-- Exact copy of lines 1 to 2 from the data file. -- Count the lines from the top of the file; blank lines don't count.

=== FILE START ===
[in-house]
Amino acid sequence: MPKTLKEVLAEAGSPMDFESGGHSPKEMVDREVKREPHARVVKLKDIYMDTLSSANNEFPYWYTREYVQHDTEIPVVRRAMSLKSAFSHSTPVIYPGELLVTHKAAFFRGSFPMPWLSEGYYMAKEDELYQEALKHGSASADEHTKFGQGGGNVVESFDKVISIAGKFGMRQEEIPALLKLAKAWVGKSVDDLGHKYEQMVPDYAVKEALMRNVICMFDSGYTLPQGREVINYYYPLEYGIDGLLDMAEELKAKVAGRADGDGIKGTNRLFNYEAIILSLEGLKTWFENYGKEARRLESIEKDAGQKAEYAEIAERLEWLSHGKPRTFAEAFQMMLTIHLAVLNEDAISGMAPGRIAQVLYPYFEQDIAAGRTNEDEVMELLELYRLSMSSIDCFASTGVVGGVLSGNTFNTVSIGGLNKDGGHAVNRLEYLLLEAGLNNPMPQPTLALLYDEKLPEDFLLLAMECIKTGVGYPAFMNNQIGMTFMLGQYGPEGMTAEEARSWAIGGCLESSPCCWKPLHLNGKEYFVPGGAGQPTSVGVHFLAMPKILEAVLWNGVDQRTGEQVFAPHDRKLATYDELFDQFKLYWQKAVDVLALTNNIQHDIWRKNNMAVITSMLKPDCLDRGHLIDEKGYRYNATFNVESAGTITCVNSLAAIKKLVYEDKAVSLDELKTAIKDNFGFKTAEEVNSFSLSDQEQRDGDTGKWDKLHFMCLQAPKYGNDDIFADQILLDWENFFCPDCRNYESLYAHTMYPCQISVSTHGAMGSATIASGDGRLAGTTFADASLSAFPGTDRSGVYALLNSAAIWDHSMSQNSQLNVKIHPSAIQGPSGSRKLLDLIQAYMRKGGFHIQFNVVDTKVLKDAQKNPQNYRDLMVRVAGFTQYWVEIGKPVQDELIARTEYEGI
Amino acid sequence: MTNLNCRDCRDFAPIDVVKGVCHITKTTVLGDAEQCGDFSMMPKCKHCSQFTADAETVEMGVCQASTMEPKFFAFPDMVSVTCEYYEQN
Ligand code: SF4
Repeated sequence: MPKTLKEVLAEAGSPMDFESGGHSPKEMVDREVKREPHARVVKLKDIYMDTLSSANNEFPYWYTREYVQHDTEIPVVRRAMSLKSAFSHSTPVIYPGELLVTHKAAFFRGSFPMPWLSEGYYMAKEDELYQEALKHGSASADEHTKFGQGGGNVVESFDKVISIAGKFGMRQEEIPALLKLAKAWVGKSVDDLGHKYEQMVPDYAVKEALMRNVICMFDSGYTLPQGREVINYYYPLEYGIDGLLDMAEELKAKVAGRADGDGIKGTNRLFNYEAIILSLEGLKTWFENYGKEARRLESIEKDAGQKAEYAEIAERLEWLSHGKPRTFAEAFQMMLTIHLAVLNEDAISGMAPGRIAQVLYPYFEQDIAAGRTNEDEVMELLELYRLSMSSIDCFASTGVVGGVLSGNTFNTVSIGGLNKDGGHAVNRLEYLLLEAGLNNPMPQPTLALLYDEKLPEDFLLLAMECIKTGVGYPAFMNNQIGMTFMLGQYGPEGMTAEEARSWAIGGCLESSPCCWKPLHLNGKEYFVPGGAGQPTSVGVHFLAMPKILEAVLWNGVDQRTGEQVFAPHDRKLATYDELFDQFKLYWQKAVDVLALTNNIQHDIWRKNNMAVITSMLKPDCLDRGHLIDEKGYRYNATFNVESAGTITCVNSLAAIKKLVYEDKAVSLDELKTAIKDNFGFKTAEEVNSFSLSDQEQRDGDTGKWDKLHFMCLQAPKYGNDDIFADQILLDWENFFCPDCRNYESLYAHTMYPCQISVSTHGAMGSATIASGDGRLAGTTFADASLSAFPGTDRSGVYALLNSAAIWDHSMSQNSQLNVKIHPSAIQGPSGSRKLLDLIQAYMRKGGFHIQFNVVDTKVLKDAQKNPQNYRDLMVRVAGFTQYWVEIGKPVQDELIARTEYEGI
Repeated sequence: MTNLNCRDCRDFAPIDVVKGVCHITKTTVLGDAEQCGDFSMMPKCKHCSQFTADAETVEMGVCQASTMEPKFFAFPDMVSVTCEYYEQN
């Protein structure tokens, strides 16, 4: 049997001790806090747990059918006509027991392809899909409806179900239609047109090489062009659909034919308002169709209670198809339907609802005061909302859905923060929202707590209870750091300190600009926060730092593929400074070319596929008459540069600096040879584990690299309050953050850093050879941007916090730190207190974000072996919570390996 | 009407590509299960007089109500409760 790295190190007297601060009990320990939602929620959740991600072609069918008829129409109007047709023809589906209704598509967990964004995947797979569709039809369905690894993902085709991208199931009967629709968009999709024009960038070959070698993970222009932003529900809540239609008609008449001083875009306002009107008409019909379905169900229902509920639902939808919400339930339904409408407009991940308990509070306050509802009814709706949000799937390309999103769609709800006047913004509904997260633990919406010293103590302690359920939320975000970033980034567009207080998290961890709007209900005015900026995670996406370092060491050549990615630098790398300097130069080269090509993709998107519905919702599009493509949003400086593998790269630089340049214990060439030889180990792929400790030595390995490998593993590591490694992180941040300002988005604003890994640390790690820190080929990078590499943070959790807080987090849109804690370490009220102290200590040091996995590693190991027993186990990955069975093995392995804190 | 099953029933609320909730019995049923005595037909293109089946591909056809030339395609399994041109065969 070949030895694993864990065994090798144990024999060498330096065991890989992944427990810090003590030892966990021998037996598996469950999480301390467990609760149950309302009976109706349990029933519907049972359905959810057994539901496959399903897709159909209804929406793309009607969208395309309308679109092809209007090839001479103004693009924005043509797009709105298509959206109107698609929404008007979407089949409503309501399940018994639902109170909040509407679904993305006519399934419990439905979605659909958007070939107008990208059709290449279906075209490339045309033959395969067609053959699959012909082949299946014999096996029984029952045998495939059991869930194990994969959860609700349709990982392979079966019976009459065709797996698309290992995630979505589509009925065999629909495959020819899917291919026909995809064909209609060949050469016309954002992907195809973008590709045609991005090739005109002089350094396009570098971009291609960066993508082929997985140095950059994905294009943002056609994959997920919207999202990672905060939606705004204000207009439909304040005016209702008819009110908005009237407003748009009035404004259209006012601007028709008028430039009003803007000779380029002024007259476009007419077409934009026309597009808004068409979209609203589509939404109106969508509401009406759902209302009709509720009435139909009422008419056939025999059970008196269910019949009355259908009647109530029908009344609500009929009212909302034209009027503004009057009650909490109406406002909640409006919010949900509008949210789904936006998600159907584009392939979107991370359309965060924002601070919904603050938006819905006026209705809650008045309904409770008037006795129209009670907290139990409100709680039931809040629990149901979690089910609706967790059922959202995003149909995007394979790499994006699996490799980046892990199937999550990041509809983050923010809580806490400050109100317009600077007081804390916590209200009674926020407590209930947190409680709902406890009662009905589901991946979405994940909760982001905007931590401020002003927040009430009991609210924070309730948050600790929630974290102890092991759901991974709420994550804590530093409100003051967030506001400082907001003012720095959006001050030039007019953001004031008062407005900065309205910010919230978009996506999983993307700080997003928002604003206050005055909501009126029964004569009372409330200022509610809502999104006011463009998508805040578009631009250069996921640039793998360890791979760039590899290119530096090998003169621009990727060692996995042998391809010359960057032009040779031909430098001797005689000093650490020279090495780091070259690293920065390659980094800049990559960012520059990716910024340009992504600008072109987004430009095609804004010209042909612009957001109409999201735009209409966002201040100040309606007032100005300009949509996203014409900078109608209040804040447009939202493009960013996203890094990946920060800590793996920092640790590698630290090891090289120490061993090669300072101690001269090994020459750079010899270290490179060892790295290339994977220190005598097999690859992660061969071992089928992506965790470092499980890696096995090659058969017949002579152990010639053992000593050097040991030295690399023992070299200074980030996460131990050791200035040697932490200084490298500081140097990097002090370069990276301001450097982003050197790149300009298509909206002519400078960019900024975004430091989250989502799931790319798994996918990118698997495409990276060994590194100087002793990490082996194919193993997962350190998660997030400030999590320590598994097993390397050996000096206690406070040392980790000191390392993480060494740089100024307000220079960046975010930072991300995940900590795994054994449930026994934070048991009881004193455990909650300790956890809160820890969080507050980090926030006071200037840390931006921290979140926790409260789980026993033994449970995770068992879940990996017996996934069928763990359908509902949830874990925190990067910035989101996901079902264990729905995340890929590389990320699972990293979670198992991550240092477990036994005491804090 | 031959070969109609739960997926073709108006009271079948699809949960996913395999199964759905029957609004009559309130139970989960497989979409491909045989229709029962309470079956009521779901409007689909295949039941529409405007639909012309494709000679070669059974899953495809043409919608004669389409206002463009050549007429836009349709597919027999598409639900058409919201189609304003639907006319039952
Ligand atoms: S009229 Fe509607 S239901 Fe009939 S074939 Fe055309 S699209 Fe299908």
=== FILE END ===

[in-house]
Amino acid sequence: MPKTLKEVLAEAGSPMDFESGGHSPKEMVDREVKREPHARVVKLKDIYMDTLSSANNEFPYWYTREYVQHDTEIPVVRRAMSLKSAFSHSTPVIYPGELLVTHKAAFFRGSFPMPWLSEGYYMAKEDELYQEALKHGSASADEHTKFGQGGGNVVESFDKVISIAGKFGMRQEEIPALLKLAKAWVGKSVDDLGHKYEQMVPDYAVKEALMRNVICMFDSGYTLPQGREVINYYYPLEYGIDGLLDMAEELKAKVAGRADGDGIKGTNRLFNYEAIILSLEGLKTWFENYGKEARRLESIEKDAGQKAEYAEIAERLEWLSHGKPRTFAEAFQMMLTIHLAVLNEDAISGMAPGRIAQVLYPYFEQDIAAGRTNEDEVMELLELYRLSMSSIDCFASTGVVGGVLSGNTFNTVSIGGLNKDGGHAVNRLEYLLLEAGLNNPMPQPTLALLYDEKLPEDFLLLAMECIKTGVGYPAFMNNQIGMTFMLGQYGPEGMTAEEARSWAIGGCLESSPCCWKPLHLNGKEYFVPGGAGQPTSVGVHFLAMPKILEAVLWNGVDQRTGEQVFAPHDRKLATYDELFDQFKLYWQKAVDVLALTNNIQHDIWRKNNMAVITSMLKPDCLDRGHLIDEKGYRYNATFNVESAGTITCVNSLAAIKKLVYEDKAVSLDELKTAIKDNFGFKTAEEVNSFSLSDQEQRDGDTGKWDKLHFMCLQAPKYGNDDIFADQILLDWENFFCPDCRNYESLYAHTMYPCQISVSTHGAMGSATIASGDGRLAGTTFADASLSAFPGTDRSGVYALLNSAAIWDHSMSQNSQLNVKIHPSAIQGPSGSRKLLDLIQAYMRKGGFHIQFNVVDTKVLKDAQKNPQNYRDLMVRVAGFTQYWVEIGKPVQDELIARTEYEGI